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I actually had ONE successful use of “RefitTrim” since Rhino 7 released on the market at the end of 2020. That’s about 2,5 years of full-time working on models in Rhino. All of my other attempts to use it for accurate conversion ended with obvious failures.

I played a bit with the same tool on Rhino 8 WIP and it performs better, but still produces some deviations that should not be there. For example, applying “RefitTrim” to a straight blend between one vertical and one horizontal surfaces resulted into deviation up to 0,4 degrees, which is weird, because the only thing that the tool had to do is to slide the control points of the converted surface sideways and maintain the G2 continuity. The good news is that “RefitTrim” is better in Rhino 8 WIP, the bad news is that it will forever remain almost unusable in Rhino 7 (unless multiple “Match surface” operations are added to fix the huge deviations at the other 3 ends of the surface).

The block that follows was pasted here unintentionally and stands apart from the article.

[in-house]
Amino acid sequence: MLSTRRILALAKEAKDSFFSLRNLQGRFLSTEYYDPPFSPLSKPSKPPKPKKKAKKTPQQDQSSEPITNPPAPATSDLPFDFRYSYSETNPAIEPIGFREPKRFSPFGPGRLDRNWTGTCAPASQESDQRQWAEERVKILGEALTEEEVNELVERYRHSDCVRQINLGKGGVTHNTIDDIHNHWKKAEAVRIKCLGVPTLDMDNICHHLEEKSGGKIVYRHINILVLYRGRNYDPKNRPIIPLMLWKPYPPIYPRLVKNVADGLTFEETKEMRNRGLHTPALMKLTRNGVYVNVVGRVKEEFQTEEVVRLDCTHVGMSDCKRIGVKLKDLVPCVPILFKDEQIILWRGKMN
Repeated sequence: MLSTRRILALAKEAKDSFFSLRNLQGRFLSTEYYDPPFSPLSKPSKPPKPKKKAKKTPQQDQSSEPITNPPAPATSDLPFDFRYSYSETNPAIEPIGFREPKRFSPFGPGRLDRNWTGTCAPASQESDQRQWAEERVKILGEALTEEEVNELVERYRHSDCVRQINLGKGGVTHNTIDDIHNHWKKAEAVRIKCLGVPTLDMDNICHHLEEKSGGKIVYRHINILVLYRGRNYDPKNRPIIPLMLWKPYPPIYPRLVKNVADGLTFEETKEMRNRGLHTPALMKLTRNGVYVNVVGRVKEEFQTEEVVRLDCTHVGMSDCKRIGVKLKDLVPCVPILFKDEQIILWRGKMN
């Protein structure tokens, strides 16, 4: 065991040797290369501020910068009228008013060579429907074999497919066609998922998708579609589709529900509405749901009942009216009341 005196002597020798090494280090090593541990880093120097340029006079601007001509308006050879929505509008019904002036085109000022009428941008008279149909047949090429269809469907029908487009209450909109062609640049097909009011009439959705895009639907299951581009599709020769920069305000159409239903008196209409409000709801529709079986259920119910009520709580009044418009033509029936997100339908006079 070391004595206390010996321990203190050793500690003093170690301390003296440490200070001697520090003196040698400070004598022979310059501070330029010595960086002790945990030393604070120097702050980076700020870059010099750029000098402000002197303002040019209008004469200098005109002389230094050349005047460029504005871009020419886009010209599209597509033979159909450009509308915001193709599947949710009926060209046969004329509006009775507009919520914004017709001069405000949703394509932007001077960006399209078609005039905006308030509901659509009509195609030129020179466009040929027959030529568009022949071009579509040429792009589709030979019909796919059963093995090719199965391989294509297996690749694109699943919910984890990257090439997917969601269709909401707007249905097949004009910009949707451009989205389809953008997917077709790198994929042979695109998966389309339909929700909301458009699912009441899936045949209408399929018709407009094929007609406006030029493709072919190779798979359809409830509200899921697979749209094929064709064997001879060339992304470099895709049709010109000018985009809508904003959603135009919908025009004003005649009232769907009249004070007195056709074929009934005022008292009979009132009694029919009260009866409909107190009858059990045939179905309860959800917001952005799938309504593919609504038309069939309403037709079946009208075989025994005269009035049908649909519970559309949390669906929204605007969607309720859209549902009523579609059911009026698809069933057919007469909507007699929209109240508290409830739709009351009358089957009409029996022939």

I just made another test of “RefitTrim” in Rhino 8 WIP and must say that it still fails to do the job properly on the same model where Rhino 7’s “RefitTrim” also failed. Basically same behaviour on the same 3d model, with a deviation up to 0,52 degrees. This is way too much of a deviation for a simple blend surface created between two planar surfaces. Looks like those claimed improvements of “RefitTrim” in Rhino 8 WIP are limited to rare scenarios.

Before “RefitTrim”:

After “RefitTrim”:

Before “RefitTrim”:

After “RefitTrim”:

I find it works really quite well in the WIP. In fact it’s the only reason I use the WIP at the moment.

I model nearly always in single span and when the refit drops out of tolerance I increase the degree. Only in a rare few cases does it fail and I have to increase degree outside of the command.

Hello- what would this mean, exactly? Do you have an example of the input and something like the desired output?

-Pascal

Here is a comparison with “RefitTrim” in Rhino 7 with the exact same file and same camera view:

Before “RefitTrim”:

After “RefitTrim”:

Rhino 8 WIP’s improved “RefitTrim” resulted in 0,34 degrees deviation on the right edge, while Rhino 7 did it a bit worse at 0,37 degrees. Both are unusable. Manually sliding those control points along the vertical direction of the control polygon with “MoveUVN” let me maintain perfect G2 continuity.

@bobby, I am not sure if that is even possible without any deviation, for that I need to see the geometry. In some cases there will be no deviations, in other cases you will need to match the surface after the refit. Can you post just the three surfaces in question?